So how did Northrop Grumman manage to issue more than 100,000 smart cards in an award-winning, 18-month program? According to Tim McKnight, Northrop Grumman's Vice President and Chief Information Security Officer, and Russell Koste, Director of Identity and Access Management for Northrop Grumman Information Systems, the following four factors were key elements of their approach:
- Leveraging the smart card project experience of government agencies.
- Using a pilot project for hands-on experience and to assess future resources that may be needed.
- Fully committing to the rollout effort, and updating the execution plan to apply sufficient resources in the most effective manner.
- Educating employees, addressing technology and privacy concerns in advance.
To accomplish these factors, first, Northrop Grumman was able to build on its experience with Department of Defense (DoD) and Government Services Administration (GSA) smart card programs, where it played an integral role.
With that knowledge, and having 120,000 employees to issue smart credentials to, Northrop Grumman leadership decided to take an approach that they recommend to any organization considering a smart credential - start with a small scope for credential issuance and then proceed to the larger program with much more knowledge, experience and resources at hand.
"We started in 2006 looking first to privileged users (those with administrative privileges) as an example of high-value targets to protect," McKnight says. "This took place over a 12-month period of time. We were then able to take what would otherwise have been a 3- to 4-year program and implement it in 18 months."
McKnight also explains that one major change from other projects they had seen was to combine the enrollment and registration with the card activation into a single step. This enabled the company to achieve its time frame and schedule. Northrop still maintained two-person control over the issuance process - that is, a separation of the roles so that the enrollment officer is not also the issuer.
To accelerate the larger rollout, Northrop performed a 3- to 4-month surge, issuing 10,000 cards per month using more than 100 operators. "We determined that we needed mobile capability to get to remote and small sites," says Koste, "so, we put together a mobile issuance platform."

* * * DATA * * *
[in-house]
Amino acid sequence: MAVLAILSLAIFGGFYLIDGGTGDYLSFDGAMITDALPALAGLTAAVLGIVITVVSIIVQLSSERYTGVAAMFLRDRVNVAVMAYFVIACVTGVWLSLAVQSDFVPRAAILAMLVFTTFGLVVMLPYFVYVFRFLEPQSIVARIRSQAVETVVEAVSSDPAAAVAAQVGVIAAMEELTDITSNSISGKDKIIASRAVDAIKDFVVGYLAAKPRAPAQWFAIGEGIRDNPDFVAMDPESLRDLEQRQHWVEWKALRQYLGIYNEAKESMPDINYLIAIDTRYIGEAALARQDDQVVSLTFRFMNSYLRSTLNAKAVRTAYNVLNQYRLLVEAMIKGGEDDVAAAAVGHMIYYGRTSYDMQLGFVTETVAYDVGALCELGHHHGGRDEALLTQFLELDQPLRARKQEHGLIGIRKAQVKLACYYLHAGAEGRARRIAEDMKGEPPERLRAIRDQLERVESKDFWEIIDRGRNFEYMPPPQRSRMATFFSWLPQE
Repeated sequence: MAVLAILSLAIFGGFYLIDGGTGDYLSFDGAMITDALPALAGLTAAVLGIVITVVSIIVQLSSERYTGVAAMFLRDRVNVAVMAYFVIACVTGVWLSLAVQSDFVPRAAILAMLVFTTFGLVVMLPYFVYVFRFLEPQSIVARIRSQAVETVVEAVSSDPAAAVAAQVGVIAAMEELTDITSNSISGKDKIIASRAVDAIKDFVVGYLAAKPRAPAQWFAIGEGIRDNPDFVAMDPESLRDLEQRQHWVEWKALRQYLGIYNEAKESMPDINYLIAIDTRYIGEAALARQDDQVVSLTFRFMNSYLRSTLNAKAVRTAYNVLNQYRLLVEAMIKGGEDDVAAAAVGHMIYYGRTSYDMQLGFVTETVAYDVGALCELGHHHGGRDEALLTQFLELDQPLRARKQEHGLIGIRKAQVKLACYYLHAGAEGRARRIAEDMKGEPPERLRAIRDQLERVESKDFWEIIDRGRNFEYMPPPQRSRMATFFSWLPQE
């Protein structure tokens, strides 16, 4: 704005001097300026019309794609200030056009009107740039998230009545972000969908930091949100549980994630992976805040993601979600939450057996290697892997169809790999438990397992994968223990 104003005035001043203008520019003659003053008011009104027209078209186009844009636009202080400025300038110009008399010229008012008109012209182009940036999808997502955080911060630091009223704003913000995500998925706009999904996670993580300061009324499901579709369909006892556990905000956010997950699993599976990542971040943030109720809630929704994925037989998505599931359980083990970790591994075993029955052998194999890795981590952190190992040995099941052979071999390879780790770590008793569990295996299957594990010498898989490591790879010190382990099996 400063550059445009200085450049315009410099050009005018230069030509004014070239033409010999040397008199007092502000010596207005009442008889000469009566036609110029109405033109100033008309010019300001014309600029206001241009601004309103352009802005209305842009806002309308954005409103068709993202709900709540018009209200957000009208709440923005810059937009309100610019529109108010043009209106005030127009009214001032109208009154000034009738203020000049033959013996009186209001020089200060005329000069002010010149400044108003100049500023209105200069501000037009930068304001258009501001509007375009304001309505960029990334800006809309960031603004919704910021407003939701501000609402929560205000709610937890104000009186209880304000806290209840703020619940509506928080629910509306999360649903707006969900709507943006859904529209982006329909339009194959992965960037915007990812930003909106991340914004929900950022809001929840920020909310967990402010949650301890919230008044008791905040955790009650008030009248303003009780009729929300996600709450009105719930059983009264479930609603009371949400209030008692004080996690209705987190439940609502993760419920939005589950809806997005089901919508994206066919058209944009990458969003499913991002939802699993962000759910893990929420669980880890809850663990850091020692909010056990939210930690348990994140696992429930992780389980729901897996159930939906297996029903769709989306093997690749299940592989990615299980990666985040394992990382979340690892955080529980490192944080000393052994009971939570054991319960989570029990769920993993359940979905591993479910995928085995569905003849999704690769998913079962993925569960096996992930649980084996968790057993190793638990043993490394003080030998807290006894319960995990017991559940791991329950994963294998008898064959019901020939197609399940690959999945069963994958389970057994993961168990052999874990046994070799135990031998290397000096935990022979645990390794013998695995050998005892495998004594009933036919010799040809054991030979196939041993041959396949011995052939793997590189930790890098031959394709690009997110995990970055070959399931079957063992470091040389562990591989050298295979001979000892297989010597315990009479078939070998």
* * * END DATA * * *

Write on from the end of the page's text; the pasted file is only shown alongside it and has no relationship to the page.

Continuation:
When asked about employee response to the program, McKnight said, "We did a lot of education about privacy and the strategic imperatives of this security program. As a result less than two dozen employees raised concerns during the issuance process."
Koste says that single sign-on, remote access, secure e-mail and access to DoD Web applications were important processes enabled by the use of the card's authentication functions for information systems.
"Our privileged users' pilot had 300 internal applications to support," he says. "The enterprise has thousands of applications, such as our ERP instances, time entry systems and even federated access to our externally hosted travel system. The systems that Northrop has in place now allow for governance related to applications, where that did not exist in the past."
The success of the Northrop Grumman project shows that the combination of existing standards and guidance, current-day technology, and lessons learned from the increasing number of smart credential programs provide organizations with the materials they need to achieve success with their own Identity, Credential and Access Management programs. Click here to see a U.S. ID timeline.
Ray Bernard is the principal consultant for Ray Bernard Consulting Services (RBCS). His full bio is on Page 18.
Sal D'Agostino, CSCIP, is CEO of IDmachines LLC, a provider of design, integration, strategy and education services for the identity, credential, access, machine learning/analytics and technology transfer markets. Mr. D'Agostino is Secretary of the Smart Card Alliance Identity Council; Secretary of the Physical Access Control council; Vice-Chair of the SIA PIV Working Group; member of the ASIS Information Security Council and a member of the Kantara Initiative. He blogs at http://idmachines.blogspot.com.